Note: these are changes I want to see. As far as I know, none of them have been officially announced.

  • Druid travel form is usable indoors. (Guys, really, we can use it throughout the entirety of Undercity but not in the windrider tower in Thunder Bluff?)
  • Milling is migrated from Inscription to Herbalism. Pigments get more uses than just making ink.
  • Low-level cooking recipes provide a larger range of benefits. (Right now it’s +Stamina/+Spirit or, occasionally, +MP5 until the Outland foods.)
  • Basic food and drink are rescaled so that characters just before the next level of consumables don’t have to drink twice.
  • Players can rearrange characters on the character select screen.
  • account-based chat allows for external clients like iChat and Digsby.
  • Zones have seasonal weather. Rain in Elwynn in the summer, snow in the winter.
  • Each of the capital cities offers a tabard starting at level 15 that allows the character to gain reputation for kills in instances.
  • Using the “Teleport Into Instance” option takes you to the group’s position, not to the start of the instance. (Or is that just me?)
  • GREEN FIRE Buffing someone who’s flagged for PVP and not in combat no longer flags you for PVP.

What do you want to see change in Cataclysm? Leave your thoughts in the comments!


This is part of my “Anyone Can Heal” series, aimed at new healers – priests in particular – or those who have never healed before and are thinking of trying it out.

I’ve been spending a bunch of time lately on my baby resto druid. I’ve chosen to level her almost exclusively through the Dungeon Finder (I do quests largely when they come up in dungeons, when they’re dungeon quests that I happen to run across or that someone shares, or when I need only a few percent to reach an even-numbered level), and so I’ve done a lot of PUGging over the last few days. There have been some good PUGs and some bad PUGs, but I’ve always tried to keep the principles of Anyone Can Heal in mind. So I smile, take a lot of deep breaths, and do the best I can, even though healing as a druid is strange to me (even after 14 levels of instances, I can’t get used to not having Prayer of Mending or Power Word: Shield, but I love being able to root enemies that try to run in fear). Tonight, I had two PUG experiences that I wanted to share, in the spirit of Anyone Can Heal. (This is going to be kind of long, so please bear with me.)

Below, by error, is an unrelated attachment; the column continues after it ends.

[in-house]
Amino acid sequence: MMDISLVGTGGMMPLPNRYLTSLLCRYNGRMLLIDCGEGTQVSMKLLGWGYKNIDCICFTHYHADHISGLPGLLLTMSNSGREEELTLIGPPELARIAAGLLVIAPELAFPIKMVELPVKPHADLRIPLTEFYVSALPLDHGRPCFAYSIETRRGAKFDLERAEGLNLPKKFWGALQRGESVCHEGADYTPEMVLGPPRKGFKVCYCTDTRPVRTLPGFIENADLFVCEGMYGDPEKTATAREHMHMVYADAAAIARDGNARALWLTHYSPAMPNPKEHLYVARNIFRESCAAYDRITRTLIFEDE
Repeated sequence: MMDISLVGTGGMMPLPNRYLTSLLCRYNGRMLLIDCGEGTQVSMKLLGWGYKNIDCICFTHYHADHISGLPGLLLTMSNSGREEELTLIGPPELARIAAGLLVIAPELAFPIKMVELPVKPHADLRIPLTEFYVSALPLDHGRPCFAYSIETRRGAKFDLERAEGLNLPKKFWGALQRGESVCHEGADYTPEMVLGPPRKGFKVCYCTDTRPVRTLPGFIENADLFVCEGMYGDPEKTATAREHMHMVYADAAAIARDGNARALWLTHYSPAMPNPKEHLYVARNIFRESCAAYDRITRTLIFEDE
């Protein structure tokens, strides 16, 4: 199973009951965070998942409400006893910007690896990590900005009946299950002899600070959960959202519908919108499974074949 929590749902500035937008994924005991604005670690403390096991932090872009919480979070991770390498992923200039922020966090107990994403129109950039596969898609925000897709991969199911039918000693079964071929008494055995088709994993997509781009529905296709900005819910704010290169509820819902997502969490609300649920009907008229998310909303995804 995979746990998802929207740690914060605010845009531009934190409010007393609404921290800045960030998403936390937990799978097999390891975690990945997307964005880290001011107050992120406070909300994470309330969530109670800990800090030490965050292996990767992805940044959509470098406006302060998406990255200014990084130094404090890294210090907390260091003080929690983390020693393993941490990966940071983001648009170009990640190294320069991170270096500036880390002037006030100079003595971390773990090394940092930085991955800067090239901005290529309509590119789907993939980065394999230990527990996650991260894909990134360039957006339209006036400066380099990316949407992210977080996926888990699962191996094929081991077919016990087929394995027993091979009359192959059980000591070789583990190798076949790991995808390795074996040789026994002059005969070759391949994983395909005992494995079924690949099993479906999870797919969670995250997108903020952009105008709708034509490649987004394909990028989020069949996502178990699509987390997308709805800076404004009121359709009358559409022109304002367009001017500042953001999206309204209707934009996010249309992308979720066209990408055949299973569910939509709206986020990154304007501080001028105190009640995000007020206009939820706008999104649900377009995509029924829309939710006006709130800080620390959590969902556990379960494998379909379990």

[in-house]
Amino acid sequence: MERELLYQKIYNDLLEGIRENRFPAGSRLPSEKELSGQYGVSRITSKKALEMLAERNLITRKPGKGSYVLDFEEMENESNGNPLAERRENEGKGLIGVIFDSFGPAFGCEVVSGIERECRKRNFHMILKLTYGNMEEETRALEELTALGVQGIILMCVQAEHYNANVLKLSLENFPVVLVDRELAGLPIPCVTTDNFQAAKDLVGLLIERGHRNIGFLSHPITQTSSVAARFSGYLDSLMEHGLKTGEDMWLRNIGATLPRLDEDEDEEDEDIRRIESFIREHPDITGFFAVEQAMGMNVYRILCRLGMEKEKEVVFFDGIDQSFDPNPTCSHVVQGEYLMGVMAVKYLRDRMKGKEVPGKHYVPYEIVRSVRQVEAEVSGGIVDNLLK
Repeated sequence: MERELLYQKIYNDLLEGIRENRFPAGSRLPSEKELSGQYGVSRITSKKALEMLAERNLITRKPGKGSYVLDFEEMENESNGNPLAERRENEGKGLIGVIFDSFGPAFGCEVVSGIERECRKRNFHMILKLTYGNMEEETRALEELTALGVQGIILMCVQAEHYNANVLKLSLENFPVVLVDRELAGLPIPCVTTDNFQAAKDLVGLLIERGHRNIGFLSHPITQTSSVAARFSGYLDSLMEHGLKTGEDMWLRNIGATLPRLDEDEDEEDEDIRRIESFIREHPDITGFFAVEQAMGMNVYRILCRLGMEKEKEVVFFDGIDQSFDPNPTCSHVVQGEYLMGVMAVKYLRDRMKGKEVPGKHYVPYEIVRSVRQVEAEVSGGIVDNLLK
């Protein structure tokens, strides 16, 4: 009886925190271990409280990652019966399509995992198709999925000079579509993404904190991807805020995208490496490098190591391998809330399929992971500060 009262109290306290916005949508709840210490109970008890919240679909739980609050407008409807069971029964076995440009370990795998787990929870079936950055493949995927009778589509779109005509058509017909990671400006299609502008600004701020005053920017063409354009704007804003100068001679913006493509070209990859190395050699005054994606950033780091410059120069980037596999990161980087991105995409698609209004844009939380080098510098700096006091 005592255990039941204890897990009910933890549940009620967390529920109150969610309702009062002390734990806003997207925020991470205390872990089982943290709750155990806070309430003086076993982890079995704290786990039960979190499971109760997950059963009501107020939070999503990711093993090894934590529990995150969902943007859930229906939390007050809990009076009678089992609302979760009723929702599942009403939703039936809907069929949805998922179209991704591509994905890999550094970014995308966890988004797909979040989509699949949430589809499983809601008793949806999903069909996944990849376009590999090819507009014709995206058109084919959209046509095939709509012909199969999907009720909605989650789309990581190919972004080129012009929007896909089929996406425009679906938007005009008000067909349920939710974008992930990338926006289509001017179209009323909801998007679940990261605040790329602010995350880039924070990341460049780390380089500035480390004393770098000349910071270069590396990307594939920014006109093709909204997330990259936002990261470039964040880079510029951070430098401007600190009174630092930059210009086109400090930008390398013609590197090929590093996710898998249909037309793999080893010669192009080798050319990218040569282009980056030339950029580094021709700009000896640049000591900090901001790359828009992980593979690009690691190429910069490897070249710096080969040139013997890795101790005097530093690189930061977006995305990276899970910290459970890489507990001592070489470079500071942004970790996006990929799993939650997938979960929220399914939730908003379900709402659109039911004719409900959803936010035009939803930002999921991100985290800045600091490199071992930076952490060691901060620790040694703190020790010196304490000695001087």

The Hunter

In the first, I was brought in as a substitute healer. The first healer had bailed after he zoned into Gnomeregan and saw that the tank was 24 and none of the DPS was above 28; apparently he’d said something about “these noobs” not being ready for Gnomer. At level 27 myself, I didn’t see much of a problem with it. (In fact, we completed the instance without any character deaths.) As soon as I was finished buffing and drinking, the tank pulled Viscous Fallout, and when we killed him, the Acidic Walkers dropped. They’re not leather and the nature resistance is a little blah, but they were a significant upgrade over what I had (Barbaric Cloth Boots – resto druid itemization really sucks at early levels!), so I rolled Need on them.

So did the hunter. And he won.

I didn’t make any fuss about it – no use in getting upset over an item. But one of the DPS said “hey, you still haven’t explained why you’re rolling Need on items that aren’t good for you”. The hunter didn’t respond. We kept going. I started paying attention to what the hunter was doing, though. He was pulling when the tank had stopped for whatever reason (usually for me to drink. This was a very conscientious tank and, despite being 24, very good; I complimented him on it at the end). The hunter hadn’t disabled Growl on his pet. He wasn’t drinking when he ran out of mana, just standing and waiting for it to regenerate. When Electrocutioner Leg dropped, he rolled Need on that, too, and both the other DPS started grumbling. Someone said “don’t make me have to vote-kick you”, and at that point I whispered the tank and asked him to stop after the next pull. He very willingly obliged, and when all the mobs were dead I asked, in party chat: “[Hunter], I don’t mean to pass judgment with this question, I’m just asking: is this your first WOW character?”